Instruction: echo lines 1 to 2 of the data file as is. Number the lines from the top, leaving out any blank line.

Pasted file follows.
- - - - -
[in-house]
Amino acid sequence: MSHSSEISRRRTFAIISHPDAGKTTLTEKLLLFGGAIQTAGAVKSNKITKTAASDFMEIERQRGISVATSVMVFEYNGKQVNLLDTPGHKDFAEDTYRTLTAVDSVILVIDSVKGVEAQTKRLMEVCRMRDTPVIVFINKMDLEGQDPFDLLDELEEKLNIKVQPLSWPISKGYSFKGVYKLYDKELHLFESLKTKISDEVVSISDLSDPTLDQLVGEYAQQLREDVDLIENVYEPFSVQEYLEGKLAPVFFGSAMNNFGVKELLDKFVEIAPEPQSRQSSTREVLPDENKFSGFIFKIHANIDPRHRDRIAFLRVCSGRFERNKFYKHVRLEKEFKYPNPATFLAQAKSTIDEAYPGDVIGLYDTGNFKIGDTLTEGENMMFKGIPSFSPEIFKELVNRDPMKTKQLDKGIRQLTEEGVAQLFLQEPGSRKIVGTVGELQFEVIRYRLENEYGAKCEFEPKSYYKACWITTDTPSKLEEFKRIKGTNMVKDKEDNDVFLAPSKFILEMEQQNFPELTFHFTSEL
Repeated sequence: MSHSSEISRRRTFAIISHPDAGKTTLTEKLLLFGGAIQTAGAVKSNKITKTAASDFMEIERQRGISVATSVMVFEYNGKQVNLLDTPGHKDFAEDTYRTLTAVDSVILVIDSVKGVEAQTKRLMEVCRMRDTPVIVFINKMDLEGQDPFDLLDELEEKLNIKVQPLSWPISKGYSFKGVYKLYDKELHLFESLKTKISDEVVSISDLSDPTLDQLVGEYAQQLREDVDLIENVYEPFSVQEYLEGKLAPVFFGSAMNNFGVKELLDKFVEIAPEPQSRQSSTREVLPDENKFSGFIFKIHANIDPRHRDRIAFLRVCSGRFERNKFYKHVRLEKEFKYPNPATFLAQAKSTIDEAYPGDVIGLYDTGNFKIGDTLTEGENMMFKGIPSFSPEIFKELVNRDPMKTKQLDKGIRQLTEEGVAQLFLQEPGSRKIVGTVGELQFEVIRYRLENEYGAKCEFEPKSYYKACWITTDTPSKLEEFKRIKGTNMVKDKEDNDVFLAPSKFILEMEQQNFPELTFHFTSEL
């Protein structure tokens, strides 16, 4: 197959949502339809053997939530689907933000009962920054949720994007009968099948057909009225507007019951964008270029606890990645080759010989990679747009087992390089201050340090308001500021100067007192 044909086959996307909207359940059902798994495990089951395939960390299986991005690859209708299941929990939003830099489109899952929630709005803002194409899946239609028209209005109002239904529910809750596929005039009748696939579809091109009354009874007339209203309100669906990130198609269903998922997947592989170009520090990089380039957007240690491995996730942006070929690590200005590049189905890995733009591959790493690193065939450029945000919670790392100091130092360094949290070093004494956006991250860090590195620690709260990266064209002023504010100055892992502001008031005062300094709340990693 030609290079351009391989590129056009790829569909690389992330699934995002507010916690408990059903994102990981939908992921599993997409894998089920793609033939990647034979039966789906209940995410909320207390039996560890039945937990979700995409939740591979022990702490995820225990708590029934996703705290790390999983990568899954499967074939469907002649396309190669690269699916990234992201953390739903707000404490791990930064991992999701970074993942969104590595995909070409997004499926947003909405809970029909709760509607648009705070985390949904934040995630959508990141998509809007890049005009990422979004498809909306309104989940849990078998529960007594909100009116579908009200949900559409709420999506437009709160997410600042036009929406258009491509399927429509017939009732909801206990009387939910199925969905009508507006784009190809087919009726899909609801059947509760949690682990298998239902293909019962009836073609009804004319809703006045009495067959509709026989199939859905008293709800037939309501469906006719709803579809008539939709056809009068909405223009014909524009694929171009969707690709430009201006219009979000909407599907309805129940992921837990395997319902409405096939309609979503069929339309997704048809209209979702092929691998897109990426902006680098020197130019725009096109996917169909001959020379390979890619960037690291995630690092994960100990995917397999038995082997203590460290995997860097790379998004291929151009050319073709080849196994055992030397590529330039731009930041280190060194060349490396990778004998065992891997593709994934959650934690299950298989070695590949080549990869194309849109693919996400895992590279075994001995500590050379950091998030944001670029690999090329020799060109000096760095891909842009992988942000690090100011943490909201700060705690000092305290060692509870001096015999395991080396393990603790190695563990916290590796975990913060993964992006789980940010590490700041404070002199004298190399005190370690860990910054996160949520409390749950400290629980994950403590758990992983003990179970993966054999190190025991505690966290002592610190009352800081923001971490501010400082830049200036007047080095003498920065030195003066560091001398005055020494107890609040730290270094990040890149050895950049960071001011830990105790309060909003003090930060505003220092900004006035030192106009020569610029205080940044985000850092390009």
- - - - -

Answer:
[in-house]
Amino acid sequence: MSHSSEISRRRTFAIISHPDAGKTTLTEKLLLFGGAIQTAGAVKSNKITKTAASDFMEIERQRGISVATSVMVFEYNGKQVNLLDTPGHKDFAEDTYRTLTAVDSVILVIDSVKGVEAQTKRLMEVCRMRDTPVIVFINKMDLEGQDPFDLLDELEEKLNIKVQPLSWPISKGYSFKGVYKLYDKELHLFESLKTKISDEVVSISDLSDPTLDQLVGEYAQQLREDVDLIENVYEPFSVQEYLEGKLAPVFFGSAMNNFGVKELLDKFVEIAPEPQSRQSSTREVLPDENKFSGFIFKIHANIDPRHRDRIAFLRVCSGRFERNKFYKHVRLEKEFKYPNPATFLAQAKSTIDEAYPGDVIGLYDTGNFKIGDTLTEGENMMFKGIPSFSPEIFKELVNRDPMKTKQLDKGIRQLTEEGVAQLFLQEPGSRKIVGTVGELQFEVIRYRLENEYGAKCEFEPKSYYKACWITTDTPSKLEEFKRIKGTNMVKDKEDNDVFLAPSKFILEMEQQNFPELTFHFTSEL